CARNARVON Hibiscus, a wholly owned subsidiary of Malaysia-based Hibiscus Petroleum Group, has wholly acquired the permit containing the West Seahorse oilfield for US$14.05 million.

The company had signed a series of agreements with 3D Oil in July, giving it an option given to acquire the 43.83 per cent stake in the field which it did not own for “fair market value”.

In a letter to shareholders released in July, 3D Oil managing director Noel Newell wrote that while his company had placed a strong focus on developing the project, it had been unable to achieve an appropriate financing solution for the project, in its current form.

“This was the turning point in the company’s ability to participate in the development of West Seahorse, and resulted in a negotiation with our joint venture partners, Hibiscus,” he wrote.

“It is worth noting that any funding package would have required a significant equity component, which would have resulted in the Company having to raise in the order of (between $40 million and $50 million) of new equity capital to fund its 49.9% share of the West Seahorse development.”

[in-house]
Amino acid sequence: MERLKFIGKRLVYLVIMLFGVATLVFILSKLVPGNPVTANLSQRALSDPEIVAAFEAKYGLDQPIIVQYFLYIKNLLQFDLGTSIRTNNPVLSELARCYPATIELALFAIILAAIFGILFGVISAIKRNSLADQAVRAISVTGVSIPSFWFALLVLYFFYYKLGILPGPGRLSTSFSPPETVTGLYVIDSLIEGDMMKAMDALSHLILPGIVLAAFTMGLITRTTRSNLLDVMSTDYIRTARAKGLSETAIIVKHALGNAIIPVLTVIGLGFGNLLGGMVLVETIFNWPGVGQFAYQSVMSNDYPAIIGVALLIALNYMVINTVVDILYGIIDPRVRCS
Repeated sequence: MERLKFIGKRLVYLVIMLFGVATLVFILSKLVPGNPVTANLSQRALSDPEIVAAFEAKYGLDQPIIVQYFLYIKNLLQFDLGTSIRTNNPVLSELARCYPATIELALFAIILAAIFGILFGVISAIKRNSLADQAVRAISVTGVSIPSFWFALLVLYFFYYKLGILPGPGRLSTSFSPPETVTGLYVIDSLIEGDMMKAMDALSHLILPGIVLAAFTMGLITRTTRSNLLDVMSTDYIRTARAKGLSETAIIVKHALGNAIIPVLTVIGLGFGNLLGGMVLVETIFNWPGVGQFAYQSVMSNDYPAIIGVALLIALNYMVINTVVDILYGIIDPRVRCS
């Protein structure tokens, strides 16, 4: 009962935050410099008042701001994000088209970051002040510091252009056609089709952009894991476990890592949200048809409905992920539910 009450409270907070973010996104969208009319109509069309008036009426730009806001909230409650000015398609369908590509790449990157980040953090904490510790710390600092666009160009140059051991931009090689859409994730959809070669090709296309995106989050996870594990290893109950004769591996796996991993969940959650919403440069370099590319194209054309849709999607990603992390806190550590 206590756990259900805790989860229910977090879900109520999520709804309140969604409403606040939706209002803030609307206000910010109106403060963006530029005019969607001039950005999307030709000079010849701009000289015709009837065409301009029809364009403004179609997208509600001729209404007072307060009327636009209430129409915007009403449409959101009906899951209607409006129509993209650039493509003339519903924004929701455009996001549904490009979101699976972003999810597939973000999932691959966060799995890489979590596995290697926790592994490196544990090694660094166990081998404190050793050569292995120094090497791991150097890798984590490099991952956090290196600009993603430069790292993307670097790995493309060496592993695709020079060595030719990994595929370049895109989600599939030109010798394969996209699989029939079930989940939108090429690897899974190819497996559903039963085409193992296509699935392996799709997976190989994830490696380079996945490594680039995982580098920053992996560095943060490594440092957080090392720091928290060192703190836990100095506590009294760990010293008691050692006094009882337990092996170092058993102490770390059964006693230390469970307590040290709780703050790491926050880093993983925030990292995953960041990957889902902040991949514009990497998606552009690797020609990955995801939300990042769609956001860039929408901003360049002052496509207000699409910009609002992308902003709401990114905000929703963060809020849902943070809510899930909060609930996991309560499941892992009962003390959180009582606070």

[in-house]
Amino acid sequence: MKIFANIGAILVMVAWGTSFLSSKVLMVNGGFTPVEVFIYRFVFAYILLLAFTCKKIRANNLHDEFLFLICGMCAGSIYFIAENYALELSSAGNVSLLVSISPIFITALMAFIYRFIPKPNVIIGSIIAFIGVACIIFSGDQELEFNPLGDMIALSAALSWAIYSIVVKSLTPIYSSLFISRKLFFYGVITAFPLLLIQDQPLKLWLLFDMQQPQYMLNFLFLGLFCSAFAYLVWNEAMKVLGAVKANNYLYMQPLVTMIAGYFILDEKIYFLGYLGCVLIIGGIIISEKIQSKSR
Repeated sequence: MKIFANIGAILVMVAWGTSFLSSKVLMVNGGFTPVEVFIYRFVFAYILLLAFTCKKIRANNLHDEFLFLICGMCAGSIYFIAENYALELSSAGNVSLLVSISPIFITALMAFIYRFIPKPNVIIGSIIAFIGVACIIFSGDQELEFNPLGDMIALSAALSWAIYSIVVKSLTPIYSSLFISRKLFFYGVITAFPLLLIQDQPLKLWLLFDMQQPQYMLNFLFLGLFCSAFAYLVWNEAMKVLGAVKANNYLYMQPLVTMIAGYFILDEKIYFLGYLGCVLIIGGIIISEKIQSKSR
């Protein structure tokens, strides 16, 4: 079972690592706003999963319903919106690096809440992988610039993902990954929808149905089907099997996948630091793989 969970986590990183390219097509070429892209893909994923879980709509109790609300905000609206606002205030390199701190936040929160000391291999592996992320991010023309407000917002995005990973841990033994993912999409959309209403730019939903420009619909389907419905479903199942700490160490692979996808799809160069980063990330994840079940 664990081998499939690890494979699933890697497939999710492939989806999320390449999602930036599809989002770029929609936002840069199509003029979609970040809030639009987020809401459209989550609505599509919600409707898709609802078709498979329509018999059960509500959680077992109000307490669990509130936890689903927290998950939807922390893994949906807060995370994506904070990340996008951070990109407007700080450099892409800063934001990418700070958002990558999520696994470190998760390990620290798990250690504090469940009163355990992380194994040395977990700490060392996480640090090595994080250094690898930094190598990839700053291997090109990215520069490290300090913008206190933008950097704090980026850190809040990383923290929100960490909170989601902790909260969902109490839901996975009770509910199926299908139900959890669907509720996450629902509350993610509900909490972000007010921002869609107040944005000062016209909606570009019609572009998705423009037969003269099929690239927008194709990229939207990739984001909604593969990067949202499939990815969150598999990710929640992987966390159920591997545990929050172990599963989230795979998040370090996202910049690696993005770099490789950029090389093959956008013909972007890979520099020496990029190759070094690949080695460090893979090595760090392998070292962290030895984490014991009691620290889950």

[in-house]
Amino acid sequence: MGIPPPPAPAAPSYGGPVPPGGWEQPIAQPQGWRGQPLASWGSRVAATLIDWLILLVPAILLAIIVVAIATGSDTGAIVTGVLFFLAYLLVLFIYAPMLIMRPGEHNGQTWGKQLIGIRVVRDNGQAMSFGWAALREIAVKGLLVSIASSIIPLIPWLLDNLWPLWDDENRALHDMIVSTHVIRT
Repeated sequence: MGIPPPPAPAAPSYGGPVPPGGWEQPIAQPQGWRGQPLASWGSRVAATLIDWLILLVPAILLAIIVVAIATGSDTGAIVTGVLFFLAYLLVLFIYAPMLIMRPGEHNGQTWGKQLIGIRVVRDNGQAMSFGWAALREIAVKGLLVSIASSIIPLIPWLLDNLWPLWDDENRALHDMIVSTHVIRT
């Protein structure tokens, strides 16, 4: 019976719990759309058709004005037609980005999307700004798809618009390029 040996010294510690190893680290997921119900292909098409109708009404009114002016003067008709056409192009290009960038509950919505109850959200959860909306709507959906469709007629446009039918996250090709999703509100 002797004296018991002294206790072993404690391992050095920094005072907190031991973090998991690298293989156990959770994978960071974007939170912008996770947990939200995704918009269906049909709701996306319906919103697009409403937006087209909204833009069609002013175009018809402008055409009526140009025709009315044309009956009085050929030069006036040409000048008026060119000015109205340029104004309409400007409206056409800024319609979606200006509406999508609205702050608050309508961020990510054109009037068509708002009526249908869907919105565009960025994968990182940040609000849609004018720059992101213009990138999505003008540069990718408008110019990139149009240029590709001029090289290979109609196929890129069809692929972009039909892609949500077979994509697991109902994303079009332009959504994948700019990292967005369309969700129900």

The transaction, Mr Newell wrote, offered 3D Oil a way forward which delivered tangible value from West Seahorse as well as strengthening its financial position, while avoiding a dilutive share issue.

The project has already been granted Major Project Facilitation status from the Federal Government, allowing project developers access to Federal Government assistance.

Minister for Infrastructure and Regional Development Warren Truss said in an announcement that the plan of drilling two producing wells through a mobile offshore production unit would create 100 new construction jobs off the Gippsland coast.

“This is the type of private sector investment we are encouraging to boost Australia’s economy and we are playing our part by coordinating and facilitating the various Commonwealth approvals needed,” he said.

The sale will depend on the relevant approvals being obtained from Australia’s National Offshore Petroleum Titles Administration (NOPTA).

Should these be received, 3D Oil will have no further obligations to or claims over the permit, though it will remain a participant in the neighbouring VIC/P57 permit, in which Carnarvon Hibiscus also holds a stake.

The July deals signed between the companies also saw Carnarvon Hibiscus increase its stake in the Vic/P57 permit area by 5% to 55.1% and acquire 3D Oil’s 49.9% share of the Britannia rig – paying US$7.5 million in total for both.

3D Oil will retain an interest of either 24.9% or 44.9% in the Vic/P57 permit dependent on whether HiRex (a joint venture between Hibiscus and Rex Vertical Drilling) exercises its option to take a 20% stake in the permit.

If HiRex take up the offer, the project will be able to use Rex Virtual Drilling’s technology in the drilling of the Sea Lion commitment well – which 3D Oil’s US$7.5 million payout from the stake and rig sale will be used to fund.